What is Roe v. Wade?
In 1973, Jane Roe (a 22-year-old unmarried woman) fought and won a case which allowed her to have a first trimester abortion, which had previously been illegal under Texas law. The landmark decision ruled that abortions would be allowed up until the point of foetal viability — the time after which a foetus can survive outside the womb.
At the time of the Roe decision, the foetal viability time period was 28 weeks, now, due to advances in modern medicine, it has moved forward to around 23/24 weeks.
The court decision ruled that before the point of viability, the mother's choice to have an abortion outweighed the state's interest in prenatal life. After the point of viability, the states interest outweighs the mother's choice.
Now, the conservative majority are arguing that the historical decision should be overturned as they believe it was “egregiously wrong from the start”.
Who wants Roe v. Wade overturned?
A leaked initial draft majority opinion is suggesting that the US Supreme Court is seeking to overturn the landmark decision, per Politico.
Written by Justice Samuel Alito and supported by four other conservative justices, the draft is currently being contested by three democratic-appointed justices. While the opinion of the ninth justice is unclear, even his decision to side with the democratic would still see the conservative take majority 5-4.
Alito's draft opinion not only contests the decision of Roe, but also of the 1992 abortion case known as 'Casey' which reaffirmed the core decision of Roe, citing that both "must be overruled."
According to Politico, who allegedly obtained the leaked document, it stated that:
“It is time to heed the Constitution and return the issue of abortion to the people’s elected representatives”.
It also accused the Roe case of being "constitutionally irrelevant and plainly incorrect,” while alleging that its reasoning was “exceptionally weak,” and the decision has had “damaging consequences”.
How is this happening now?
While abortion has been a globally-divisive topic for decades, the Roe v. Wade decision was unlikely to ever be overturned due to a lack of conservative justices in power. Since Trump's election, several conservative leaders have been appointed to positions of power, giving them the greatest chance they've ever had to see this through.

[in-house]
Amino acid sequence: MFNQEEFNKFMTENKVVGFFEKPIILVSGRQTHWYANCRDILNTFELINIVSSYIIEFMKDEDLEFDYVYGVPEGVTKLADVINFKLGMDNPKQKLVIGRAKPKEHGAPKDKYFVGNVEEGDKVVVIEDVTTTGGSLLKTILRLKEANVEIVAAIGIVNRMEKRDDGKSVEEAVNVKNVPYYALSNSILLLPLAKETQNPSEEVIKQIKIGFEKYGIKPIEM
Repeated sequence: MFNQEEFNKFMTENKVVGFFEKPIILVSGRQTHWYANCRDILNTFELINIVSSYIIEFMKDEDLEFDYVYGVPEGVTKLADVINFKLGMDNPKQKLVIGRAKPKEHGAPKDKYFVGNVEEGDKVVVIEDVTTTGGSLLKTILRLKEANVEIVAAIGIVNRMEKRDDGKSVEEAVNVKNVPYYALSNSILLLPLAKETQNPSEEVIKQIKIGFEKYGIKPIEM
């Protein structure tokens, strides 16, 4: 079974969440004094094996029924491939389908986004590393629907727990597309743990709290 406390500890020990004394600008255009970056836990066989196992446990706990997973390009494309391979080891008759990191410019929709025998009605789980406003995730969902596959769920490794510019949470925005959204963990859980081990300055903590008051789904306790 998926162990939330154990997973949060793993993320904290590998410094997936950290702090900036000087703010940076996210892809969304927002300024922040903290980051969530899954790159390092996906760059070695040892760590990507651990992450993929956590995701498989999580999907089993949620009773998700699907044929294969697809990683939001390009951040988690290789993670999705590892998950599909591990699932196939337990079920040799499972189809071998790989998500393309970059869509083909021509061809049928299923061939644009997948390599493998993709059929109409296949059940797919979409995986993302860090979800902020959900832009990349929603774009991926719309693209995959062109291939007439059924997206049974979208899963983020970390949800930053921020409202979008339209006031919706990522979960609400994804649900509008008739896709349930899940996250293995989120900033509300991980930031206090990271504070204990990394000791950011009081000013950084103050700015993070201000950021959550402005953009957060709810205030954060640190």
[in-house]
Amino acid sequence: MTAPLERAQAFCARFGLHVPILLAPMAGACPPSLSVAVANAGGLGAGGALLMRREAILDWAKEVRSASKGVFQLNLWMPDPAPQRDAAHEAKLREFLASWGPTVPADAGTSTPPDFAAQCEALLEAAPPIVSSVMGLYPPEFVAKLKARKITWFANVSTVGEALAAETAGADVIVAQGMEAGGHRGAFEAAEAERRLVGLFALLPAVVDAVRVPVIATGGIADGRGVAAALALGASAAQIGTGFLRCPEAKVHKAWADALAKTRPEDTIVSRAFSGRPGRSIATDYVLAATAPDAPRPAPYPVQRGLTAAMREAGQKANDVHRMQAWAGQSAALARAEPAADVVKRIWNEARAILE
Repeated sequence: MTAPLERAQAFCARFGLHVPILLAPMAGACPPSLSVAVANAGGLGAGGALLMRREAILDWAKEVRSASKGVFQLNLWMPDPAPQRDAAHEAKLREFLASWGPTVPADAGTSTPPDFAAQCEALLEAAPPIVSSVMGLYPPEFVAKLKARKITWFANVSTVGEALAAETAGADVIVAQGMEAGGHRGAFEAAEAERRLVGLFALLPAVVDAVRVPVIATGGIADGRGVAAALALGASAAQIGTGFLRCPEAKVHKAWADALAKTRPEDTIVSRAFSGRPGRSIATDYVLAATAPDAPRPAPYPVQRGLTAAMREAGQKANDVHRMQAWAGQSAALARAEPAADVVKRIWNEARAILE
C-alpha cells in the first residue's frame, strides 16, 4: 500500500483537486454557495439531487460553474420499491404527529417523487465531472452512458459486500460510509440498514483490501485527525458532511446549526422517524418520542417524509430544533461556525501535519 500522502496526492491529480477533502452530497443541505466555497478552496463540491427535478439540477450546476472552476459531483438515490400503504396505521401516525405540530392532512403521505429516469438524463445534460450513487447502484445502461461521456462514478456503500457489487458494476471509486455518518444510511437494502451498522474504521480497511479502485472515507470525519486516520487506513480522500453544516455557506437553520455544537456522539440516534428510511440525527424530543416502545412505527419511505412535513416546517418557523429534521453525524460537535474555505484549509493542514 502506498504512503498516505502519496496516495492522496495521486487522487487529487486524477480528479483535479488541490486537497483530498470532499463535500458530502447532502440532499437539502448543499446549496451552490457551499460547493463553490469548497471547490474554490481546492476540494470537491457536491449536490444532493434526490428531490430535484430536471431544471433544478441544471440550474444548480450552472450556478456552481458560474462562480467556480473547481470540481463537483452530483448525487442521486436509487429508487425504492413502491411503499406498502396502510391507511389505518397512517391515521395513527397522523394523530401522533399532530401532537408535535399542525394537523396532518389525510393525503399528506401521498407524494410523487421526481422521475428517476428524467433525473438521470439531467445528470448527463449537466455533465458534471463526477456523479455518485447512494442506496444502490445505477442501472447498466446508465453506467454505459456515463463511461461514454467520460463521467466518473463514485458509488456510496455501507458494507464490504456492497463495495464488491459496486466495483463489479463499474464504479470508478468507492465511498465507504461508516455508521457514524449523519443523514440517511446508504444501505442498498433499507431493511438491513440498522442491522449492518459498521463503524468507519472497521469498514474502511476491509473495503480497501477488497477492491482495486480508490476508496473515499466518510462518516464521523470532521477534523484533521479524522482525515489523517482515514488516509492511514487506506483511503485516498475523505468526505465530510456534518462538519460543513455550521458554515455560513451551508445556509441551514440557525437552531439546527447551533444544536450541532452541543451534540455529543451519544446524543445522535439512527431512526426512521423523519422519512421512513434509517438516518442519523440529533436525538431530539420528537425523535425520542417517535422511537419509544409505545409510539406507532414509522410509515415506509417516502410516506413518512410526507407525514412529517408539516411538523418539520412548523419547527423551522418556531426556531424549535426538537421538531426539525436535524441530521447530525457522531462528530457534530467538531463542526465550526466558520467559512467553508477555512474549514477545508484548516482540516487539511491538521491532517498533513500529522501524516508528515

Now, with a conservative majority in the Supreme Court, the likelihood of them succeeding in the overturn has increased greatly.
Should they be successful, the Guttmacher Institute, a pro-choice organisation, has estimated that more than half of US states would likely or almost certainly ban abortions.
Depending on how the final judgement is worded, Guttmacher predicts that legal abortion access could “effectively end for those living in much of the American South and Midwest, especially those who are poor”.
The Biden administration had urged the Supreme Court to uphold Roe v Wade and to invalidate the Mississippi law that bars most abortions after 15 weeks.
In a statement, Biden said that if the court doest move to overturn Roe, that "it will fall on our nation's elected officials at all levels of government to protect a woman's right to choose."
What else could Roe v. Wade impact?
While banning abortion would be the most significant fallout of the Roe v. Wade decision being overturned, it isn't the only potential consequence.
Many fear that gay marriage and access to contraception could be targeted next, should Roe be thrown out. Given how radical the decision would be, should it be successful, it poses threats to a variety of other liberties, and understandably, people are frightened about the long-term effect of such a move.
For now, nothing is final, but women all across America are incredibly angry, scared and tired of fighting the same battle over and over. One thing is for certain, this issue isn't limited to women, nor it is limited to abortion rights. This involves a humans right to choose any and every aspect of their entire lives, and everyone should feel concerned for the outcome.